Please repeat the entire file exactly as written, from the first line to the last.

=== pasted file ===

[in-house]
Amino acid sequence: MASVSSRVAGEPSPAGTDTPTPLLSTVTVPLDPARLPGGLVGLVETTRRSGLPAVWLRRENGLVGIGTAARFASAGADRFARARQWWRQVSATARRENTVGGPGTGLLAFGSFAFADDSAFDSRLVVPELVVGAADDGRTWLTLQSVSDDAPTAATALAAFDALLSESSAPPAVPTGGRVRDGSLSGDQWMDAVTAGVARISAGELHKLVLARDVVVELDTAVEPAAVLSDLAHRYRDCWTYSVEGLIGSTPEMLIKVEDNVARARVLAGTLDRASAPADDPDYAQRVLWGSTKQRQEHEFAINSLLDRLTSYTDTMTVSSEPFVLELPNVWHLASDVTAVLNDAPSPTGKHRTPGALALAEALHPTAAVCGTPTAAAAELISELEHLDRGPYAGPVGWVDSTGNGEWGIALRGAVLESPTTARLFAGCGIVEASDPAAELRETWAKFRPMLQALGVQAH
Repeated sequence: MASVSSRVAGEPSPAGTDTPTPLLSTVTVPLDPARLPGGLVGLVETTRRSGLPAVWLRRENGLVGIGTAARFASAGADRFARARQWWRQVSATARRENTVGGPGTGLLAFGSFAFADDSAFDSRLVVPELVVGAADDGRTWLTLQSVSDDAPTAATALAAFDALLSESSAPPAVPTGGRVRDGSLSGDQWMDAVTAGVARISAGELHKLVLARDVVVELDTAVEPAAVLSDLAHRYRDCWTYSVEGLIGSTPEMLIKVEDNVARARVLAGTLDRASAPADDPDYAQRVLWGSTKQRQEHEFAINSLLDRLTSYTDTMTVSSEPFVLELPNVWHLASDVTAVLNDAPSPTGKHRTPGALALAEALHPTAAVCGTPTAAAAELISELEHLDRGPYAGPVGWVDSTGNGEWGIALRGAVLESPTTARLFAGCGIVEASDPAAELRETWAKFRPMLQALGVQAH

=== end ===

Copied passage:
[in-house]
Amino acid sequence: MASVSSRVAGEPSPAGTDTPTPLLSTVTVPLDPARLPGGLVGLVETTRRSGLPAVWLRRENGLVGIGTAARFASAGADRFARARQWWRQVSATARRENTVGGPGTGLLAFGSFAFADDSAFDSRLVVPELVVGAADDGRTWLTLQSVSDDAPTAATALAAFDALLSESSAPPAVPTGGRVRDGSLSGDQWMDAVTAGVARISAGELHKLVLARDVVVELDTAVEPAAVLSDLAHRYRDCWTYSVEGLIGSTPEMLIKVEDNVARARVLAGTLDRASAPADDPDYAQRVLWGSTKQRQEHEFAINSLLDRLTSYTDTMTVSSEPFVLELPNVWHLASDVTAVLNDAPSPTGKHRTPGALALAEALHPTAAVCGTPTAAAAELISELEHLDRGPYAGPVGWVDSTGNGEWGIALRGAVLESPTTARLFAGCGIVEASDPAAELRETWAKFRPMLQALGVQAH
Repeated sequence: MASVSSRVAGEPSPAGTDTPTPLLSTVTVPLDPARLPGGLVGLVETTRRSGLPAVWLRRENGLVGIGTAARFASAGADRFARARQWWRQVSATARRENTVGGPGTGLLAFGSFAFADDSAFDSRLVVPELVVGAADDGRTWLTLQSVSDDAPTAATALAAFDALLSESSAPPAVPTGGRVRDGSLSGDQWMDAVTAGVARISAGELHKLVLARDVVVELDTAVEPAAVLSDLAHRYRDCWTYSVEGLIGSTPEMLIKVEDNVARARVLAGTLDRASAPADDPDYAQRVLWGSTKQRQEHEFAINSLLDRLTSYTDTMTVSSEPFVLELPNVWHLASDVTAVLNDAPSPTGKHRTPGALALAEALHPTAAVCGTPTAAAAELISELEHLDRGPYAGPVGWVDSTGNGEWGIALRGAVLESPTTARLFAGCGIVEASDPAAELRETWAKFRPMLQALGVQAH